Again, Artiles could not answer. “The whole purpose is not to have somebody patrolling the bathroom facilities, it’s basically to clarify what everybody has used right now which is males go to male bathrooms, females go to females bathrooms.” He spoke of the bill’s exemptions that allow fathers or legal guardians to bring children or the elderly into opposite-sex bathrooms when necessary. But he did not address the legal consequences in the situation Dudley presented.
Wood persisted. “There are laws on the books today to prosecute crimes regardless of what sex somebody is, however they want to identify [themselves], and those are things that will continue to be prosecuted if somebody acts inappropriately, no matter what kind of bathroom they’re in, right?”
“There are laws, criminal laws, based on lewd and lascivious, rape, voyeurism, so on and so forth, you are correct,” Artiles said. “However, when a county such as Miami-Dade County expands a language to overbroad language that allows heterosexual males to go into bathrooms where females under the cover of law, there is an issue, and that is why this legislation has been brought forth.”
But there has been no such issue. Miami-Dade County Commissioner Sally Hayman, a former House member, a lawyer and criminal justice consultant who was one of the right commissioners approving the ordinance in December, ridiculed Artiles’s claims.
“The Miami-Dade ordinance still makes it against the law for men to go into women’s bathrooms and for women to go into women’s bathrooms,” she said. “As sponsor of the legislation, I investigated not only statewide but nationally, and found no evidence of privacy and or issues of escalation to violation, crimes, intrusions associated with transgender persons. As a crime and loss prevention practitioner, no law enforcement data, FCIC and NCIC, showed increased vulnerability nor crimes against persons, especially in the areas of sex assault, predatory crimes against minors, and with over three decades of investigation activity under my belt, I never remember a sex assault or a predatory crime both against minors or the elderly considered under Florida statute to be a vulnerable population, in a venue such as a single-sex public facility as defined in this legislation, to involve a person of transgender identity. Ever. In over three decades. No documented criminal incidents since this passed in Miami-Dade County related to our ordinance includes a perpetrator, a suspect, an offender, or a convicted person of transgender identity.”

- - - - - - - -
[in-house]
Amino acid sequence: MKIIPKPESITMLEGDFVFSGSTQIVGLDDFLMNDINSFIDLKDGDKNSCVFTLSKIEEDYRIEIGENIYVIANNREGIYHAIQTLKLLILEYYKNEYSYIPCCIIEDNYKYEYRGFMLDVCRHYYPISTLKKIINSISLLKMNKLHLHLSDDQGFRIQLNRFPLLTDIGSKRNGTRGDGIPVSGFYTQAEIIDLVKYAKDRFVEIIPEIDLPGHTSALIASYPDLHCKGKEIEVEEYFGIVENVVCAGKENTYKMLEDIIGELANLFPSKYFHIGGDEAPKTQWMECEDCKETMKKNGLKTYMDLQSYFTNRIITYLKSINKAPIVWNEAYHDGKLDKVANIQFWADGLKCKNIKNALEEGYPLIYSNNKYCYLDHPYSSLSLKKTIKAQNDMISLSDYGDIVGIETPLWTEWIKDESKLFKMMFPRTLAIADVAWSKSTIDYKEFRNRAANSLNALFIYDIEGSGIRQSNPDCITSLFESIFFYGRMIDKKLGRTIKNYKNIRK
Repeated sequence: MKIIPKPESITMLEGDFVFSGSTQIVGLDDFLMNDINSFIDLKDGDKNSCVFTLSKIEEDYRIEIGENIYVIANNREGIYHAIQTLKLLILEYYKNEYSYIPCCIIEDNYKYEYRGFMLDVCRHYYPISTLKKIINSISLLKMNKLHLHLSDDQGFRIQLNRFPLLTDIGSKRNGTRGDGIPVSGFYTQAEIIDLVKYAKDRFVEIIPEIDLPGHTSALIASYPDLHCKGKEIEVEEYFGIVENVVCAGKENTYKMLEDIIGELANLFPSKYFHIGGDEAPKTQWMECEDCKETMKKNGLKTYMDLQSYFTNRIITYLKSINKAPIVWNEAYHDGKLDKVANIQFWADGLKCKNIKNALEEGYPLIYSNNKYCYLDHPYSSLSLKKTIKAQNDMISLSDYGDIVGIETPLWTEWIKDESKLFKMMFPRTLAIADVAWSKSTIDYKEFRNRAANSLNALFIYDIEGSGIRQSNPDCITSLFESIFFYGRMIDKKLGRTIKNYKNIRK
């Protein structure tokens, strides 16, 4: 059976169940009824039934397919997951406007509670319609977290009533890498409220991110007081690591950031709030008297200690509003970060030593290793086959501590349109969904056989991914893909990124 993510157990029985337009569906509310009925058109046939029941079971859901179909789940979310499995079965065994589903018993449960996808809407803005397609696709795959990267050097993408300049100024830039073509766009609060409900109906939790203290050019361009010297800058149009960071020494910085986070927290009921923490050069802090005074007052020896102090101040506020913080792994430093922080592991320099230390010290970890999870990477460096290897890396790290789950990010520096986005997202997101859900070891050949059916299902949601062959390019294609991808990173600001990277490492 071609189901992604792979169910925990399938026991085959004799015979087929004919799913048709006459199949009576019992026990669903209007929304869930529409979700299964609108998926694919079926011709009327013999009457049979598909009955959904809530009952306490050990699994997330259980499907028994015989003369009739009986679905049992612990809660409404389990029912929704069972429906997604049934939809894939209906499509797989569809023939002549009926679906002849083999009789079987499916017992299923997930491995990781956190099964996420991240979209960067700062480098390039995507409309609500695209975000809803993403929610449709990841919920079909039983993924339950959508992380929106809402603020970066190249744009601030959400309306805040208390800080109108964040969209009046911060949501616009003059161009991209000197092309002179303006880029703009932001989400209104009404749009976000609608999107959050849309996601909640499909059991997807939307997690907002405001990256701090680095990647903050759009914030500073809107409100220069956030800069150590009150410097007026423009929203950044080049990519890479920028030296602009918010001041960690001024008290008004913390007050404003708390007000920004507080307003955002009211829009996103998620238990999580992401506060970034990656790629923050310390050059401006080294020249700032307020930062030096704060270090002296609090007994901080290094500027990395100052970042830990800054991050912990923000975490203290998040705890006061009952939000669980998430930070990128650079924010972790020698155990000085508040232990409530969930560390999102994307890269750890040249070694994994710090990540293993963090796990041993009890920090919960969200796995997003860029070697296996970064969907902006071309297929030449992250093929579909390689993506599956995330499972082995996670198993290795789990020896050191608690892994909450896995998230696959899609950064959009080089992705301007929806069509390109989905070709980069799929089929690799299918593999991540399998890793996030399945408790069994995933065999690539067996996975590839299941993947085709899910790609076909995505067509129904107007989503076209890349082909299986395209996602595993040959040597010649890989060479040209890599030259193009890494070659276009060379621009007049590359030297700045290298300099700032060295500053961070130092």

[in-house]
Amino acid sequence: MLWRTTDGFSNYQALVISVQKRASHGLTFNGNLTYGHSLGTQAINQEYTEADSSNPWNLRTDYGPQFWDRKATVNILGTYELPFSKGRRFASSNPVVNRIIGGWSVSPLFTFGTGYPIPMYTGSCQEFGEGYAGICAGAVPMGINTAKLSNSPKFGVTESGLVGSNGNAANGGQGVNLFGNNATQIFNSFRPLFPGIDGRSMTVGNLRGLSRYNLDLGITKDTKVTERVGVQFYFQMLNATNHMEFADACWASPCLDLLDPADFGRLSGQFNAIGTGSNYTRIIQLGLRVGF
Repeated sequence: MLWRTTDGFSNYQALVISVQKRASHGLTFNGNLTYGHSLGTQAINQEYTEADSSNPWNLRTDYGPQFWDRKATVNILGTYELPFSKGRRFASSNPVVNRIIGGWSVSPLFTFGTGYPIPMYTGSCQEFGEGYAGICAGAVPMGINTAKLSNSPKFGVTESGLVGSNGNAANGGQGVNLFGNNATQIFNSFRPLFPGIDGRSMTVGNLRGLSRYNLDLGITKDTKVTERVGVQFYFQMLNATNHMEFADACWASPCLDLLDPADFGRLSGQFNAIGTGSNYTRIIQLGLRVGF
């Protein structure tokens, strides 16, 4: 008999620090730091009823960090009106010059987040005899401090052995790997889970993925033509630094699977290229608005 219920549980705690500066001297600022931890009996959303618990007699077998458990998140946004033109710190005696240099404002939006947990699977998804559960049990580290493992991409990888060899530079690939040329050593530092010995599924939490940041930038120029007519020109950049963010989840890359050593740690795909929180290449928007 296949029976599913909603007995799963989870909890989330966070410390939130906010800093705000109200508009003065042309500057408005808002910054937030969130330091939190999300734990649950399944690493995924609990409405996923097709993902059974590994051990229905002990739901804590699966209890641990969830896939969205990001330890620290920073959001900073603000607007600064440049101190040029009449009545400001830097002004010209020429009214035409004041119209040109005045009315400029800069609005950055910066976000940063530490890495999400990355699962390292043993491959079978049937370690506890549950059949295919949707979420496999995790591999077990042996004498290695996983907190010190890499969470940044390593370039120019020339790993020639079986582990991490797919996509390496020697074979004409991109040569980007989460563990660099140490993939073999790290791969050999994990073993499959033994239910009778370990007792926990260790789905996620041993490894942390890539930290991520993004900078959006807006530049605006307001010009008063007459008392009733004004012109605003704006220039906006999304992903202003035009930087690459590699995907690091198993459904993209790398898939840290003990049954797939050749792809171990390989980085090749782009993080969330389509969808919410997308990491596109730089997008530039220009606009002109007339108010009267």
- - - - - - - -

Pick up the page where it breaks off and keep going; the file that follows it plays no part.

Hayman concluded: “This legislation is a solution in search of a problem that does not exist.”
Artiles at first appeared not necessarily concerned with actual transgender people so much as people impersonating transgender people. But that concern exposed his willingness to sacrifice the rights of transgender people in the name of the largely undocumented possibility of mischief by others. And he soon spoke in language that explicitly opposed special protection for transgender people.
“Aren’t we going to provoke a whole spate of lawsuits,” Wood said, referring to the federal Civil Rights Act, “and how does your bill deal with that?”
Artiles’s answer, dispensing with his own arguments about broadening protections for all, starkly revealed his motive: “I believe under the Supreme Court of the United States, they’re not a protected class.” The statement suggests that the proposed bill may be part of a larger shift in GOP-dominated state legislatures that have responded to the swift legalization of gay marriage with a series of bills targeting LGBT rights.
Nor, it was clear from Artiles’s and the committee’s approach, were legislators interested in protecting members of the LGBT community, though Artiles was partially incorrect—as Wood subsequently pointed out: “Gender is a protected class” under federal law, Wood said, exposing the clash at the heart of Artiles’ proposal: it would define gender far more strictly and subjectively than does federal law, or LGBT interpretation.